Blood pressure response to exercise is exaggerated in normotensive diabetic patients
Kaya, Mehmet Gungor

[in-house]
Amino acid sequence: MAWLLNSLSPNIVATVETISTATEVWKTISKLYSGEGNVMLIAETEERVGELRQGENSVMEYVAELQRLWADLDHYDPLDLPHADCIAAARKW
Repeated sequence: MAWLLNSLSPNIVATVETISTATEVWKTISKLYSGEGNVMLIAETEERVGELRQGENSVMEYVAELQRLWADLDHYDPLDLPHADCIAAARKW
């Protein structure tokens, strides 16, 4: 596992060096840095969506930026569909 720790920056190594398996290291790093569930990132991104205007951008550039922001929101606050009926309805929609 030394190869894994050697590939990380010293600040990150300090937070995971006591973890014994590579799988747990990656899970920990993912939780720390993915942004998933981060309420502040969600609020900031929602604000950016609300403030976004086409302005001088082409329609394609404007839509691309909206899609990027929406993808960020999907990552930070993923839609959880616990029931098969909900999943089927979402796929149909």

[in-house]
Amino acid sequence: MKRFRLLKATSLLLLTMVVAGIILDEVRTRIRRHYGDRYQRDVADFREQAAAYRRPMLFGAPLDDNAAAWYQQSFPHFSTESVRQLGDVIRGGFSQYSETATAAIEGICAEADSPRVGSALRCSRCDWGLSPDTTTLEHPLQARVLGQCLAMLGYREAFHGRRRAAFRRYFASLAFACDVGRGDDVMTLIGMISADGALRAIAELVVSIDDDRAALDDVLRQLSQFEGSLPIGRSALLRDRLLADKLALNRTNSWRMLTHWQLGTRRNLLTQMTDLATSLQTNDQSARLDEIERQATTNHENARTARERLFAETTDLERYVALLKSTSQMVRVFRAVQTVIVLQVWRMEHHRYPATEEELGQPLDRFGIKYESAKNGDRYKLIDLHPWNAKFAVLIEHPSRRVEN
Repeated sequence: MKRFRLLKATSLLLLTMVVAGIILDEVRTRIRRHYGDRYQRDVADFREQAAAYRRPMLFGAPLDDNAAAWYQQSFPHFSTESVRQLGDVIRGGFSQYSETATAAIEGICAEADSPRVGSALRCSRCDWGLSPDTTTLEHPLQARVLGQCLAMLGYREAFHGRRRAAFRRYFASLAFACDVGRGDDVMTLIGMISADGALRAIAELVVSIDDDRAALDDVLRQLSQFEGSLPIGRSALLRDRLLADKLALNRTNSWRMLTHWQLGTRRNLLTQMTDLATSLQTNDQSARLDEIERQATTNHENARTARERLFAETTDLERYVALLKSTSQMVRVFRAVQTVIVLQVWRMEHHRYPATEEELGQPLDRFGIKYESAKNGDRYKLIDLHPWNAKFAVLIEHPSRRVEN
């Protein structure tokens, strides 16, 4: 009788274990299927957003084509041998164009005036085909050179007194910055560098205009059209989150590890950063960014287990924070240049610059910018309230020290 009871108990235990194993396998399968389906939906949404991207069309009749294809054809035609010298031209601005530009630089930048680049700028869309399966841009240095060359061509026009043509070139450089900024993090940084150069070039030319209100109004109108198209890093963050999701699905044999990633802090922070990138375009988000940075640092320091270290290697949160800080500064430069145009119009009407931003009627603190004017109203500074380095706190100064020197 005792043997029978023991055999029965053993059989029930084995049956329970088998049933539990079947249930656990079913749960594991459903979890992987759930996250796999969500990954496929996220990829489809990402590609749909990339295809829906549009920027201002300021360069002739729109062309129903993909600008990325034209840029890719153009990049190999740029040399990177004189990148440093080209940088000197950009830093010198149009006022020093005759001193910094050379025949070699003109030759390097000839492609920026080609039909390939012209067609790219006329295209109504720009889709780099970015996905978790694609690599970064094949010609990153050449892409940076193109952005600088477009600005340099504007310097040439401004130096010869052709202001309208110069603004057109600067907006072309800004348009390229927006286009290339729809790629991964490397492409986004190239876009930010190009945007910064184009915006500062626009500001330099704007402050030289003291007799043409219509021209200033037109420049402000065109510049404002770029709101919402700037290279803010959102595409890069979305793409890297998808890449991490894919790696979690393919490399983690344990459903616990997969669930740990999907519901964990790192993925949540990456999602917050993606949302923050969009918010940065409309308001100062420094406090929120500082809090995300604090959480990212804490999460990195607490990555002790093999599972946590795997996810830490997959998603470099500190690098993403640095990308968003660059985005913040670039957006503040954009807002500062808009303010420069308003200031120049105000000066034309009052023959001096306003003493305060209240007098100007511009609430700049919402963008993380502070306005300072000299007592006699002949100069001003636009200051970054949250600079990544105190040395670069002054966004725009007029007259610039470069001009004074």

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Introduction. The aim of this study was to investigate the blood pressure (BP) response to exercise in normotensive patients with type II diabetes mellitus (DM). Materials and methods. A cross-sectional study was carried out on 75 normotensive subjects with type 2 DM (group 1), and 70 age-gender matched normotensive healthy volunteers (group 2). Treadmill exercise test, 24-h ambulatory BP monitoring (ABPM) were performed for each patients and healthy volunteers. Results. There were 67 patients (mean age 52 +/- 9 years and 42% male) in group 1 and 68 healthy volunteers (mean age 51 +/- 7 years and 43% male) in group 2. Eight patients from group 1 and 2 subjects from group 2 were excluded because of high BP on ABPM. Groups were similar for systolic BP (SBP) and diastolic BP (DBP) on office measurements and on ABPM. Groups were similar for rest SBP, DBP, heart rate, exercise duration on exercise test. Peak SBP was significantly higher in group 1 than in group 2, but peak DBP was not (196.9 +/- 18 vs 165.9 +/- 18.6 mmHg, p < 0.001; 88.1 +/- 11.6 vs 86.2 +/- 8.7 mmHg, p = 0.283, respectively). Hypertensive response to exercise (HRE) was more frequent in group 1 than in group 2 [39 (58%) vs 6 (9%), p < 0.001]. Independent predictors of peak SBP were DM, office SBP and male gender, while independent predictors of HRE were DM, office SBP and age in multivariate analysis. Conclusions. SBP response to exercise is exaggerated in normotensive diabetic patients compared with non-diabetic subjects. DM, office SBP and male gender are independent predictors of peak SBP. DM, office SBP and age are independent predictors of HRE.